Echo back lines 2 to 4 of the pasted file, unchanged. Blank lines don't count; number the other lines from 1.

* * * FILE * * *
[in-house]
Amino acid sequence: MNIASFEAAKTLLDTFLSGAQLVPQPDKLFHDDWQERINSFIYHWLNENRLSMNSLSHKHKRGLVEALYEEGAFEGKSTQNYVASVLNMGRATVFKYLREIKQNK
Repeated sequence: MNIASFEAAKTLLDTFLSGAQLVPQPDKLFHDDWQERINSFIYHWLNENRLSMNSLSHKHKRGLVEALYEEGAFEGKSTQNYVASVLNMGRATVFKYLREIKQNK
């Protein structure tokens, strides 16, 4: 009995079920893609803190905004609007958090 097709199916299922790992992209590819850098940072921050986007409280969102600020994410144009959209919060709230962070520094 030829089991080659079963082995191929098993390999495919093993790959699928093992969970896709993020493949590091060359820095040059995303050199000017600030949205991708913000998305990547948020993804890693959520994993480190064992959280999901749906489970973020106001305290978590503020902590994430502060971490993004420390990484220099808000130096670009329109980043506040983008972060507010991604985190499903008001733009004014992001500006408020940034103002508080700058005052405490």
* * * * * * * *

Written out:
Amino acid sequence: MNIASFEAAKTLLDTFLSGAQLVPQPDKLFHDDWQERINSFIYHWLNENRLSMNSLSHKHKRGLVEALYEEGAFEGKSTQNYVASVLNMGRATVFKYLREIKQNK
Repeated sequence: MNIASFEAAKTLLDTFLSGAQLVPQPDKLFHDDWQERINSFIYHWLNENRLSMNSLSHKHKRGLVEALYEEGAFEGKSTQNYVASVLNMGRATVFKYLREIKQNK
């Protein structure tokens, strides 16, 4: 009995079920893609803190905004609007958090 097709199916299922790992992209590819850098940072921050986007409280969102600020994410144009959209919060709230962070520094 030829089991080659079963082995191929098993390999495919093993790959699928093992969970896709993020493949590091060359820095040059995303050199000017600030949205991708913000998305990547948020993804890693959520994993480190064992959280999901749906489970973020106001305290978590503020902590994430502060971490993004420390990484220099808000130096670009329109980043506040983008972060507010991604985190499903008001733009004014992001500006408020940034103002508080700058005052405490």